As prepared for delivery

Testimony of
Assistant Commissioner Francis Torres, New York City Department of Correction



before the


New York City Council committees on

Education, Fire and Criminal Justice Services, and Juvenile Justice




Educational Services for Detained and Placed Youth


November 30, 2016




Good morning Speaker Mark-Viverito, Chairs Dromm, Crowley, and Cabrera, and members of the City Council committees on Education, Fire and Criminal Justice Services, and Juvenile Justice. I am Francis Torres, Assistant Commissioner of Education and Youth Advocacy Services at the Department of Correction (DOC).


DOC is responsible for the care, custody, and control of all people aged sixteen and older who are issued bail or remanded to custody while awaiting trial in New York City, as well as a small population of individuals who are sentenced to a year or less. In New York, sixteen and seventeen year olds are considered adults in the criminal justice system, so any sixteen and seventeen year old who is arrested in New York City, regardless of the charge, is processed through the adult system and may come to DOC custody.


As the Council is aware, a major focus of the Department in the last few years has been to manage young people according to their unique needs. This includes providing access to age- appropriate education services to adolescents (sixteen and seventeen year olds) and young adults (eighteen through twenty-one year olds). These education services are provided by the New York City Department of Education.


East River Academy


The Department of Education operates the East River Academy (ERA) in eight DOC facilities. Under District 79, ERA provides high school instruction and educational services for students ages sixteen through twenty-one. All adolescents must go to school. School is optional for young adults, but DOC strongly encourages that young adults attend school if they have not graduated from high school already.

Other Educational Services


In addition to the services provided by DOE, DOC partners with several organizations to provide educational services to youth, including:


  • Inside-Out Program: Designed after Temple University’s Inside Out Prison Model,” this program is available for individuals who are eighteen years or older and have a high school diploma or equivalency. Undergraduate students from the partner college/university and an equal number of selected inside students take the class at Rikers Island. Upon completion, inside students who meet the class requirements are admitted to the college upon release.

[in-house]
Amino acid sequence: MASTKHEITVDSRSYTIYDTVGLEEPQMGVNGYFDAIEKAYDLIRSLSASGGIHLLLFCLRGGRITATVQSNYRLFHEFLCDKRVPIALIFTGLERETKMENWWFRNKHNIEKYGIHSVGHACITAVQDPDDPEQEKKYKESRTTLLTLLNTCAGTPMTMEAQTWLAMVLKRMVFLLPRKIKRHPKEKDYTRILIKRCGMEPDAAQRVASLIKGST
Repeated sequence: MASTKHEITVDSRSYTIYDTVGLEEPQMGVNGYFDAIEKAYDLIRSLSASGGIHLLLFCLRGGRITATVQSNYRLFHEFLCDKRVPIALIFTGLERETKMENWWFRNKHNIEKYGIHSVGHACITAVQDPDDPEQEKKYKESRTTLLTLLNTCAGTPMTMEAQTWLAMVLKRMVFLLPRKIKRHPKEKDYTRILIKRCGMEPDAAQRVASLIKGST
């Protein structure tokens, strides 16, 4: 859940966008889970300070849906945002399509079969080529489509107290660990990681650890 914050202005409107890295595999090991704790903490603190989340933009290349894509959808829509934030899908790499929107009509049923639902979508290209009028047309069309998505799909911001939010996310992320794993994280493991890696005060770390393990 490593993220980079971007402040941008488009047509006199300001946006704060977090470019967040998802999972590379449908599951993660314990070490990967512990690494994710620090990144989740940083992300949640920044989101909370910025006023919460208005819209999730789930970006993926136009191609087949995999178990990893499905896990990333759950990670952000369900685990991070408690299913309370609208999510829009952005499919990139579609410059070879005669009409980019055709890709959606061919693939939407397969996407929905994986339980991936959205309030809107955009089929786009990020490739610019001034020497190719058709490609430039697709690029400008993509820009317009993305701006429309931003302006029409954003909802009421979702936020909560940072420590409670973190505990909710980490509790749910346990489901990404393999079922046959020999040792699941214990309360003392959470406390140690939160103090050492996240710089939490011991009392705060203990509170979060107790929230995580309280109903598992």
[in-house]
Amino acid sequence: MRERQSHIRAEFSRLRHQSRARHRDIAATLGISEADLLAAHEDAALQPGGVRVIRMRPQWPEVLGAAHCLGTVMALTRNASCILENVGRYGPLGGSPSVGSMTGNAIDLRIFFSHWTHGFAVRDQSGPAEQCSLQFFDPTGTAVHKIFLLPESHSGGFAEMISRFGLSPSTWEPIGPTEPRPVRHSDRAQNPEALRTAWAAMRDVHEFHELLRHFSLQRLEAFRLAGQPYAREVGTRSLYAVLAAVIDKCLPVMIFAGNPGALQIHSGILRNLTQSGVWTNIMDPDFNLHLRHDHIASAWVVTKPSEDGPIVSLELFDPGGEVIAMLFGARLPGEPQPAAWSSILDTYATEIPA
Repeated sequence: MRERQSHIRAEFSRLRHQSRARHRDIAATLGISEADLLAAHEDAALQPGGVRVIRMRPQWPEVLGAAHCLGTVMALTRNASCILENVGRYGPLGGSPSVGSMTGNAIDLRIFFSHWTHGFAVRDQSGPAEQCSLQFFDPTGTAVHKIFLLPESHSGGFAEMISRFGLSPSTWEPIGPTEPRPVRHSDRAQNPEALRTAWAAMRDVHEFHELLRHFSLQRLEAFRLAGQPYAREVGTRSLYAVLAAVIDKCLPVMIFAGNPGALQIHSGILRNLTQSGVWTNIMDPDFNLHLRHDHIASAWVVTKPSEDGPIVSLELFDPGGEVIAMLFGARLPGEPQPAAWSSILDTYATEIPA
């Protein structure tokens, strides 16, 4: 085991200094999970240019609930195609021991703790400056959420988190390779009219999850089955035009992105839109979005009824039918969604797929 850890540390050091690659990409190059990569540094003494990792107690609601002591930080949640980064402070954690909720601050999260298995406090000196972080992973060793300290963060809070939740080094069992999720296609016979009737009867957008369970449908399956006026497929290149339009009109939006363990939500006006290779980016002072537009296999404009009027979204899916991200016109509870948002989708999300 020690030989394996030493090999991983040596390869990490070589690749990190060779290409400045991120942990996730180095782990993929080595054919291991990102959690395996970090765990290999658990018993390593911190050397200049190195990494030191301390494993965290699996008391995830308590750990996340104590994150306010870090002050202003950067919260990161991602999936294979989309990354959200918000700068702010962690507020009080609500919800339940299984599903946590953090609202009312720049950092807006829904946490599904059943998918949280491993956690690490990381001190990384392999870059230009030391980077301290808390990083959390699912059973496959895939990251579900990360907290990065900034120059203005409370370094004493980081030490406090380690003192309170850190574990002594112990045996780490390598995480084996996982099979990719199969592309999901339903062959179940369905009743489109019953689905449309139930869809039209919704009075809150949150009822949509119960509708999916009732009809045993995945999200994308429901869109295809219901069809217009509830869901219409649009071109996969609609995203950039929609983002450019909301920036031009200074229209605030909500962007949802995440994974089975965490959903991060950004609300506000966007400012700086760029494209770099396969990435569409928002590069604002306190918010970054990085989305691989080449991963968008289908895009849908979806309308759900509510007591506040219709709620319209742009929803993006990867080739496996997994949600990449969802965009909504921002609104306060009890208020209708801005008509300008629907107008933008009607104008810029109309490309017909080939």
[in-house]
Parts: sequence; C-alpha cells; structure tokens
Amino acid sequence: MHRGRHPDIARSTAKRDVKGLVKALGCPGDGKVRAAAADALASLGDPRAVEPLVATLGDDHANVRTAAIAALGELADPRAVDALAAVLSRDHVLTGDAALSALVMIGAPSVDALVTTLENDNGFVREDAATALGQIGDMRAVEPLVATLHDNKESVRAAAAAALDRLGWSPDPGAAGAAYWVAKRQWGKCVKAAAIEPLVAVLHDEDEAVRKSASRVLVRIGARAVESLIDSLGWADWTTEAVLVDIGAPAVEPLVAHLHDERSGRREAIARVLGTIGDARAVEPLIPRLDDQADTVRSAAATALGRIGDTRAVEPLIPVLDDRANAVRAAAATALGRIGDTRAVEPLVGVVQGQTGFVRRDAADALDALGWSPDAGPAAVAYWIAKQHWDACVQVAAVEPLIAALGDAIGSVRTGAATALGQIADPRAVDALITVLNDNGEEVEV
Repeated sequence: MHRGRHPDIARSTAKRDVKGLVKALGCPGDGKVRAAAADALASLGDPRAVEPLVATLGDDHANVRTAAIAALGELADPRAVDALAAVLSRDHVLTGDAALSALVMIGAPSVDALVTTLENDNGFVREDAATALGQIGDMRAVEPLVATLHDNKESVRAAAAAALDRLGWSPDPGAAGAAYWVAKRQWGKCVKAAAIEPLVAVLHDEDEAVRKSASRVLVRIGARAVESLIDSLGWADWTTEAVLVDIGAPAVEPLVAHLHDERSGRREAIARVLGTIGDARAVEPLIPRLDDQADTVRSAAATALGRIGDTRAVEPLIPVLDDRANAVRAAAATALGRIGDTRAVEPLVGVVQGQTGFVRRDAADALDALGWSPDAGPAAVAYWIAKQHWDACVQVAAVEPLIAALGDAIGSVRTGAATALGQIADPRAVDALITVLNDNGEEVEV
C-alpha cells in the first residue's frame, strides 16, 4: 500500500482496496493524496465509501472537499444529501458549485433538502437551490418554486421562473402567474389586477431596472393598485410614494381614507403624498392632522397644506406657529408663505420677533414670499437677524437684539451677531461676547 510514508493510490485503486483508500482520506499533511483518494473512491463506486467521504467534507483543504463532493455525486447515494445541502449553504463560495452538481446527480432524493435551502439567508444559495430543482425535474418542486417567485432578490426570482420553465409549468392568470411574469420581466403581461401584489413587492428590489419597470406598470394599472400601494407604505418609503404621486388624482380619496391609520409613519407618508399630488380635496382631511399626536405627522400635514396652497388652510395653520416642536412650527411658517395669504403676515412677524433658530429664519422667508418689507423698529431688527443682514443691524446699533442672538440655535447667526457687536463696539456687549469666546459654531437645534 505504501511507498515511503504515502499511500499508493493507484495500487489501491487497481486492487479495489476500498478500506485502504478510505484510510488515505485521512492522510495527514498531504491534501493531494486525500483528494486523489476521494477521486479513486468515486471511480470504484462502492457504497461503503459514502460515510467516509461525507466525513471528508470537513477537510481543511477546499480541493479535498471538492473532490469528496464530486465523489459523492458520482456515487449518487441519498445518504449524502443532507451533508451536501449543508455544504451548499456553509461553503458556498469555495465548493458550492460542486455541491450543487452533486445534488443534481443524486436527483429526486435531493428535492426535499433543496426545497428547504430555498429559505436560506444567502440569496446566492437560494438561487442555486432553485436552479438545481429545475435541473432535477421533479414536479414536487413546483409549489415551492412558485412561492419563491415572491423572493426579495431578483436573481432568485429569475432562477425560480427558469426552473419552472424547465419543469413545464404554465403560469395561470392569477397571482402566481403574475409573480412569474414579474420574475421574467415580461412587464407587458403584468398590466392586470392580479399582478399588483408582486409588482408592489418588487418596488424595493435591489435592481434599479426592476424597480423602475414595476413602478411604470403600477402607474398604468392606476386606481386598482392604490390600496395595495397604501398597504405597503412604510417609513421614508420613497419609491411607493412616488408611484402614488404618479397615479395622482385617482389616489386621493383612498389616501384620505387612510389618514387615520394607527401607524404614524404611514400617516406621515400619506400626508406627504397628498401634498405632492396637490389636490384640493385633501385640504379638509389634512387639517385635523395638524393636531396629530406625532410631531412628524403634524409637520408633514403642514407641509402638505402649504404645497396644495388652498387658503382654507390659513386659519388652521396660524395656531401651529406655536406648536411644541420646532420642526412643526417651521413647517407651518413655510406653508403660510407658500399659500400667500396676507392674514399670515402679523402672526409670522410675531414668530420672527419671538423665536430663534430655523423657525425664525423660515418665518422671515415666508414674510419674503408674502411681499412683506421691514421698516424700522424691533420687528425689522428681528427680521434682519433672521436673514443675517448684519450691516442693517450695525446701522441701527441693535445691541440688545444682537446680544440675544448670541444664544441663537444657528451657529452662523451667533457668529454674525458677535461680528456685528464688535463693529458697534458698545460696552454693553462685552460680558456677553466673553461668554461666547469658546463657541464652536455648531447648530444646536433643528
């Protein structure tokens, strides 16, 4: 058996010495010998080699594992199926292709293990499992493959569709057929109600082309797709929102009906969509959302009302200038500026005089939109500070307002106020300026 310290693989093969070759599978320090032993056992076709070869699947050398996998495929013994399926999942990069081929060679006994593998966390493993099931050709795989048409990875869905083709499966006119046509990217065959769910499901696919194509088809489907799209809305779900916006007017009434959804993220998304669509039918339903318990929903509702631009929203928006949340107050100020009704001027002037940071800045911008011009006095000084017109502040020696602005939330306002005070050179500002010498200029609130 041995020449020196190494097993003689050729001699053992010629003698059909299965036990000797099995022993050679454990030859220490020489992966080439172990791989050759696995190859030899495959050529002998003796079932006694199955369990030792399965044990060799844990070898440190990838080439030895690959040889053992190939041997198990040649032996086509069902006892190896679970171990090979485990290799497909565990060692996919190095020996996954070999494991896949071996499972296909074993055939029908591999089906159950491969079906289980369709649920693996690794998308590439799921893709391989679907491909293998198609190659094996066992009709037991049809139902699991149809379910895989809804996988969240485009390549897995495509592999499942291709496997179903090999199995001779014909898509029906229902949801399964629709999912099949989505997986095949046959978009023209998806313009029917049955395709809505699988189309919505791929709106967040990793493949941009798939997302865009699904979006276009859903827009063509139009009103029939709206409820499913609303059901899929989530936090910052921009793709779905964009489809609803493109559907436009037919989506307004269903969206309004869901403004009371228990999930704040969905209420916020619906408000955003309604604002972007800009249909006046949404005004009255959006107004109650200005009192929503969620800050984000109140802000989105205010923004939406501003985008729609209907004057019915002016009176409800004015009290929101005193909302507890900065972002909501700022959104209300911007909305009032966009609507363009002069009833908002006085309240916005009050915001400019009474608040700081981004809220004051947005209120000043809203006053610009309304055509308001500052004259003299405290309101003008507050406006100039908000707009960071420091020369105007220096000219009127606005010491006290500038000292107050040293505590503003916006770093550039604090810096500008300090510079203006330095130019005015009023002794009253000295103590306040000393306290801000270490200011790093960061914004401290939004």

• College and Community Fellowship (CCF): A College Transition Counselor from CCF meets

monthly with participants. The CCF counselor provides general information on the college application process and provides a workshop on financial literacy. Once released, CCF guides participants through the college application process and provides support throughout their college life. Once accepted to college, students are given an academic stipend upon completion of 12 credits and 2.5 GPA.

  • College Way: Volunteer educators provide a college readiness class on key components of successful college life, college admissions tests, and college mathematics. Professors and Adjunct Lecturers from various institutions provide lectures on mathematics, business, and other subjects.
  • Career and Technical Education Skills (CTE): For many years the DOC has supported the DOE’s Barbering, Culinary Arts, and OSHA training programs. Since 1986, the Department has sponsored horticulture therapy to the sentenced population; this year the program has been expanded to include adolescents and young adults. Moreover, we have a workforce development initiative that offers a comprehensive portfolio of CTE programming and community-based support.
  • Petey Greene Mentoring Program: Petey Greene supplements educational programming in correctional institutions by providing individualized tutoring. It works to promote academic achievement in jail classrooms to support the future success of individuals in jail and to build stronger communities. Trained volunteer tutors are partnered with specific staff and then work one-on-one or in small groups with students in different areas.
  • Skills Development: Through various partnerships and volunteers, we facilitate creative arts (CUNY Creative Arts Team and NYU’s Lyrics on Lockdown), writing and theater workshops (Stella Adler) and a film editing class (Tribeca Film Institute) to name a few.




I would like to comment on Introduction 1148, which would require DOC to report on the education system for incarcerated adolescents and young adults. DOC echoes DOE’s support of transparency around the adolescents in our custody and will work with the Council to ensure that the report meets this goal.




Thank you for the opportunity to testify today. I am happy to answer any questions that you have.